Neville was questioned about this and said he hopes the game being held at Old Trafford will encourage more people to come:
“The traffic is horrendous outside Old Trafford!” Neville joked “There’s a nice hotel over the road... I think it’s easier to sell - going to a game at Old Trafford because there’s that excitement," he said.
"There’s probably parents of young children that have dreamt to go to Old Trafford. That’s why it’s such an exciting occasion.“
The Lionesses boss also stated that he hopes that the Euros can help to push WSL attendances, something that this summer’s World Cup run was able to do:
"You hope the spin off from that is that they want to go to Leigh Sports Village when the season starts after. That’s the spin-off and we’ve not quite had that at some of the venues for WSL games. We have still seen sell-out crowds at Boreham Wood and Kingsmeadow. It’s a fantastic atmosphere at Kingsmeadow, I love going there. It’s like a proper game of football.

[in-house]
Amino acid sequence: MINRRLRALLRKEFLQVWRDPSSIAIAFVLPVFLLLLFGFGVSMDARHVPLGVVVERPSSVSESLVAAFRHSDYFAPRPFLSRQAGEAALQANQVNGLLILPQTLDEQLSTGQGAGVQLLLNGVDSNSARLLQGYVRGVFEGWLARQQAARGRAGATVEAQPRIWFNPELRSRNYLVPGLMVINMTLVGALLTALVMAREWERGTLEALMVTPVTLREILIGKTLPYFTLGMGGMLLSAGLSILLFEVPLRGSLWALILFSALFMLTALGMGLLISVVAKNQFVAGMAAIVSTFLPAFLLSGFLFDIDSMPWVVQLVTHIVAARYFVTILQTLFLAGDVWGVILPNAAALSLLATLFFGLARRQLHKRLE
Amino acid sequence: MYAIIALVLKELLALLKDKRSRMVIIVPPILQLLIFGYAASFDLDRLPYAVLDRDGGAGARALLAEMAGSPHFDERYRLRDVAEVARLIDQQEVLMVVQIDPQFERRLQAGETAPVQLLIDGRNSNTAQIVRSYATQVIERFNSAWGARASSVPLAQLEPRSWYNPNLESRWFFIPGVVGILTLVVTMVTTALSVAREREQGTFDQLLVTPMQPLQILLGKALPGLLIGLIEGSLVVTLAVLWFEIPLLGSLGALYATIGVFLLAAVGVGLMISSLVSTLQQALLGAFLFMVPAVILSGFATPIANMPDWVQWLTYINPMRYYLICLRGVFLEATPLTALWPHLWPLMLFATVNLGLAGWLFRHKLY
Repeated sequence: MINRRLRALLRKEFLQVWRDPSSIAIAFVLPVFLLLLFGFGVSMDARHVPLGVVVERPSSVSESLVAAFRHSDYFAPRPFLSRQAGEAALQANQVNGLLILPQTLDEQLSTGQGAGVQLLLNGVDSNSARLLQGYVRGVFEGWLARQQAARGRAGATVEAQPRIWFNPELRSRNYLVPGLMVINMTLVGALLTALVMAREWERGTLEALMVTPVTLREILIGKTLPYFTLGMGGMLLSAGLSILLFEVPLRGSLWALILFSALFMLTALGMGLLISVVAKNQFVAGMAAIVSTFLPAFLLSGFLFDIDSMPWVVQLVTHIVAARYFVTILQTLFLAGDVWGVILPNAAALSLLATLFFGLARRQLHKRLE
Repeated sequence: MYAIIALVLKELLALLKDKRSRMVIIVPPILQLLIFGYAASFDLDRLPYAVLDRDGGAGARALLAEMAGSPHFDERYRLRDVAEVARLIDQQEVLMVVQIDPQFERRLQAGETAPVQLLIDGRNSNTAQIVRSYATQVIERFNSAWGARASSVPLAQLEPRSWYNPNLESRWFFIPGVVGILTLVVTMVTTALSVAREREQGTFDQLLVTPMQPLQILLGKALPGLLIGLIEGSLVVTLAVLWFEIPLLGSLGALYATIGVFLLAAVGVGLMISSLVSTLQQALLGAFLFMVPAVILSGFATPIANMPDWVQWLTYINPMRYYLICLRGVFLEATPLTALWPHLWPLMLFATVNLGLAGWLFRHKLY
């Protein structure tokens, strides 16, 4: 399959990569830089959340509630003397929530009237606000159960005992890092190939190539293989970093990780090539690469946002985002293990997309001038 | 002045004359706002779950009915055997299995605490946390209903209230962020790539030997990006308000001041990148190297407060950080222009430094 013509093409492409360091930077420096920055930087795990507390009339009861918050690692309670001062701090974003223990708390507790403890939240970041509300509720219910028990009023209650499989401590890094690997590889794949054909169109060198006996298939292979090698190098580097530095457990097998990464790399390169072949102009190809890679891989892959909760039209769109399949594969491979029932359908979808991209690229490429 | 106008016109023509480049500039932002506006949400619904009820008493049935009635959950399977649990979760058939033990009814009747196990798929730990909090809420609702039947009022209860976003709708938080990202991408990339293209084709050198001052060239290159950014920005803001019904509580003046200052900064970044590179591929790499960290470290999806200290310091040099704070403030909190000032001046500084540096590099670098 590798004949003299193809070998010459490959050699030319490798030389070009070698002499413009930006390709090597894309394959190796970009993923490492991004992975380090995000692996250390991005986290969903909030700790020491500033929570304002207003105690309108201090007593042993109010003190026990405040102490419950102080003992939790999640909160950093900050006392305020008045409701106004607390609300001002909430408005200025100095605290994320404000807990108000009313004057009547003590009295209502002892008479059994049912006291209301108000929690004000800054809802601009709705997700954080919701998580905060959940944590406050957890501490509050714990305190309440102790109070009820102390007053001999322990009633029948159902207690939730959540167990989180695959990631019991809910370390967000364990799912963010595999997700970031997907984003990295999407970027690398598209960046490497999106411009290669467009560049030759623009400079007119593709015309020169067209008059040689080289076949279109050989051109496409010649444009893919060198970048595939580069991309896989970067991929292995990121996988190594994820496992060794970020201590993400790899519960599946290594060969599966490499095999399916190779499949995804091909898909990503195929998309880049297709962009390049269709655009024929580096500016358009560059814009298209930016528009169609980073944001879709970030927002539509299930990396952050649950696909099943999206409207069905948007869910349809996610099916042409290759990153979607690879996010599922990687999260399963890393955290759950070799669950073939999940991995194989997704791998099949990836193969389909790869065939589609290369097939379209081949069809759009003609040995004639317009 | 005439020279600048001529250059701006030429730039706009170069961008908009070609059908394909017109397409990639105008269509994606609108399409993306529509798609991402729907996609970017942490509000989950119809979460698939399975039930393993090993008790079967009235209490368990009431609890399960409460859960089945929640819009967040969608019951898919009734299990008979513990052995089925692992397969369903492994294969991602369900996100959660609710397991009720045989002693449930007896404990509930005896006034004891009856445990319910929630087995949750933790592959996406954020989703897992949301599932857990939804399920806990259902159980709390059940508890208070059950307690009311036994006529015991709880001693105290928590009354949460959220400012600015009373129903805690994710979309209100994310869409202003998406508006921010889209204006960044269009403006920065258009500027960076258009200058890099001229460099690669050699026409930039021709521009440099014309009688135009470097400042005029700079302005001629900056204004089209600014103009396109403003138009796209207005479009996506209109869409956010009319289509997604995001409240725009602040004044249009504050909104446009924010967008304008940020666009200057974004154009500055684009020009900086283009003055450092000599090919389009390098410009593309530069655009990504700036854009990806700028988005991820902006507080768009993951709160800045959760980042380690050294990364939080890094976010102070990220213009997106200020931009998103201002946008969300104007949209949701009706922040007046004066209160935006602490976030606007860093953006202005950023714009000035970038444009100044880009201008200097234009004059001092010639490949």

"You go to Old Trafford and sit in the box and hear the supporters in front singing like mad. It’s what a football ground should be like. We are getting there in terms of atmosphere.
"Occasions like we are having in the WSL, at Wembley, at Middlesbrough and soon Old Trafford, inspires people to go to the stadiums for their home clubs.”
For those who have been in the side for a long time, the ability to feature at Old Trafford shows the changing tides of the women’s game:
“They had the opportunity [to play at Old Trafford eight years ago]. I was speaking to Steph [Houghton] and Jill [Scott] yesterday and they spoke about probably not getting as far as they would have liked to get to. That is the motivation.
"When we announced going to Middlesbrough I will never forget the north east girls in the squad saying ‘I have to go to that game, we have to stay in this hotel, there’s a Pizza Hut over the road or whatever!’ There is a genuine excitement for them to get to a venue and Old Trafford will be one of those that they will be thinking now will be special. It’s ones where they have been watching, growing up, some of the best full-backs in the world play.”